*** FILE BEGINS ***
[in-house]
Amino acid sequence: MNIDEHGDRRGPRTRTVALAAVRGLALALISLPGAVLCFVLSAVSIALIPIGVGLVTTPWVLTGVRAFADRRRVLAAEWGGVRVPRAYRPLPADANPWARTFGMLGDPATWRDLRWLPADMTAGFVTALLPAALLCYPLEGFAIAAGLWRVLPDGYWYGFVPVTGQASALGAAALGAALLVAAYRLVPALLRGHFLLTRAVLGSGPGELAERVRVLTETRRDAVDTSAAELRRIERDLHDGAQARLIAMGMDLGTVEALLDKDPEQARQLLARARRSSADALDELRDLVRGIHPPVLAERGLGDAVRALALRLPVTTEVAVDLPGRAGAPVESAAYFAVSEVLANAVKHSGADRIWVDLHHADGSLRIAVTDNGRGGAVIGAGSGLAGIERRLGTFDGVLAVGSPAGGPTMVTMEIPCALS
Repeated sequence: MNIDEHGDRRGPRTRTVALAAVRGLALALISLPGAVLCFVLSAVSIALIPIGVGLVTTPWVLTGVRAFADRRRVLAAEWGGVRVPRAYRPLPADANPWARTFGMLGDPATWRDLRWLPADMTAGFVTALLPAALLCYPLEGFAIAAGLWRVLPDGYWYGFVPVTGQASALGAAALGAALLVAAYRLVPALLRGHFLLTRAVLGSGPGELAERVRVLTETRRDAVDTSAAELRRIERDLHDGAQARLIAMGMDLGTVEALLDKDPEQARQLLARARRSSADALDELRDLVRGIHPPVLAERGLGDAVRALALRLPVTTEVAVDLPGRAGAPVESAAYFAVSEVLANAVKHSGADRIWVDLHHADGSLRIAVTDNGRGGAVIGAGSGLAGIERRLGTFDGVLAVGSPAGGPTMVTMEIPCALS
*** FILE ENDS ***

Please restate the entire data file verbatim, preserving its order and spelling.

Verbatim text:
[in-house]
Amino acid sequence: MNIDEHGDRRGPRTRTVALAAVRGLALALISLPGAVLCFVLSAVSIALIPIGVGLVTTPWVLTGVRAFADRRRVLAAEWGGVRVPRAYRPLPADANPWARTFGMLGDPATWRDLRWLPADMTAGFVTALLPAALLCYPLEGFAIAAGLWRVLPDGYWYGFVPVTGQASALGAAALGAALLVAAYRLVPALLRGHFLLTRAVLGSGPGELAERVRVLTETRRDAVDTSAAELRRIERDLHDGAQARLIAMGMDLGTVEALLDKDPEQARQLLARARRSSADALDELRDLVRGIHPPVLAERGLGDAVRALALRLPVTTEVAVDLPGRAGAPVESAAYFAVSEVLANAVKHSGADRIWVDLHHADGSLRIAVTDNGRGGAVIGAGSGLAGIERRLGTFDGVLAVGSPAGGPTMVTMEIPCALS
Repeated sequence: MNIDEHGDRRGPRTRTVALAAVRGLALALISLPGAVLCFVLSAVSIALIPIGVGLVTTPWVLTGVRAFADRRRVLAAEWGGVRVPRAYRPLPADANPWARTFGMLGDPATWRDLRWLPADMTAGFVTALLPAALLCYPLEGFAIAAGLWRVLPDGYWYGFVPVTGQASALGAAALGAALLVAAYRLVPALLRGHFLLTRAVLGSGPGELAERVRVLTETRRDAVDTSAAELRRIERDLHDGAQARLIAMGMDLGTVEALLDKDPEQARQLLARARRSSADALDELRDLVRGIHPPVLAERGLGDAVRALALRLPVTTEVAVDLPGRAGAPVESAAYFAVSEVLANAVKHSGADRIWVDLHHADGSLRIAVTDNGRGGAVIGAGSGLAGIERRLGTFDGVLAVGSPAGGPTMVTMEIPCALS